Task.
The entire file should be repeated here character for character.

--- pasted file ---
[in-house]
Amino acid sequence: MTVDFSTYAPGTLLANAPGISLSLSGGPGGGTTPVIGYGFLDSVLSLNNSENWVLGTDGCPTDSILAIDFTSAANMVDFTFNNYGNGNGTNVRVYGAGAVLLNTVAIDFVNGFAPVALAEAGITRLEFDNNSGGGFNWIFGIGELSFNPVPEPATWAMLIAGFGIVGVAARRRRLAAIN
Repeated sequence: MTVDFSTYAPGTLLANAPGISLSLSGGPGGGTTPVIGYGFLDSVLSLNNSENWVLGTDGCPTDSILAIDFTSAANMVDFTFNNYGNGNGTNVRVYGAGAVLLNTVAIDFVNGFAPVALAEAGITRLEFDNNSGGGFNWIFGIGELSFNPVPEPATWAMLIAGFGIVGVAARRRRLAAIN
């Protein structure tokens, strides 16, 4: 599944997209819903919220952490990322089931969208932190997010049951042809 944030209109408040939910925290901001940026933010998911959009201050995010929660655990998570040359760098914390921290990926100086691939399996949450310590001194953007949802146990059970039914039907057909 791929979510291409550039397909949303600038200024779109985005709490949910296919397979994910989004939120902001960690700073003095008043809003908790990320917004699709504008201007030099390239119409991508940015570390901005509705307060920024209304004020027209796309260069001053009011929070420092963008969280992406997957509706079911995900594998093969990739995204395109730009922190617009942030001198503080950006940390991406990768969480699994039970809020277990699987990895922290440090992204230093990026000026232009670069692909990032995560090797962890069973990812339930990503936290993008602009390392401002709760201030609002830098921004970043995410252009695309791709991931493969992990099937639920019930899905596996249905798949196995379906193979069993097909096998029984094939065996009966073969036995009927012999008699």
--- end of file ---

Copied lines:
[in-house]
Amino acid sequence: MTVDFSTYAPGTLLANAPGISLSLSGGPGGGTTPVIGYGFLDSVLSLNNSENWVLGTDGCPTDSILAIDFTSAANMVDFTFNNYGNGNGTNVRVYGAGAVLLNTVAIDFVNGFAPVALAEAGITRLEFDNNSGGGFNWIFGIGELSFNPVPEPATWAMLIAGFGIVGVAARRRRLAAIN
Repeated sequence: MTVDFSTYAPGTLLANAPGISLSLSGGPGGGTTPVIGYGFLDSVLSLNNSENWVLGTDGCPTDSILAIDFTSAANMVDFTFNNYGNGNGTNVRVYGAGAVLLNTVAIDFVNGFAPVALAEAGITRLEFDNNSGGGFNWIFGIGELSFNPVPEPATWAMLIAGFGIVGVAARRRRLAAIN
């Protein structure tokens, strides 16, 4: 599944997209819903919220952490990322089931969208932190997010049951042809 944030209109408040939910925290901001940026933010998911959009201050995010929660655990998570040359760098914390921290990926100086691939399996949450310590001194953007949802146990059970039914039907057909 791929979510291409550039397909949303600038200024779109985005709490949910296919397979994910989004939120902001960690700073003095008043809003908790990320917004699709504008201007030099390239119409991508940015570390901005509705307060920024209304004020027209796309260069001053009011929070420092963008969280992406997957509706079911995900594998093969990739995204395109730009922190617009942030001198503080950006940390991406990768969480699994039970809020277990699987990895922290440090992204230093990026000026232009670069692909990032995560090797962890069973990812339930990503936290993008602009390392401002709760201030609002830098921004970043995410252009695309791709991931493969992990099937639920019930899905596996249905798949196995379906193979069993097909096998029984094939065996009966073969036995009927012999008699």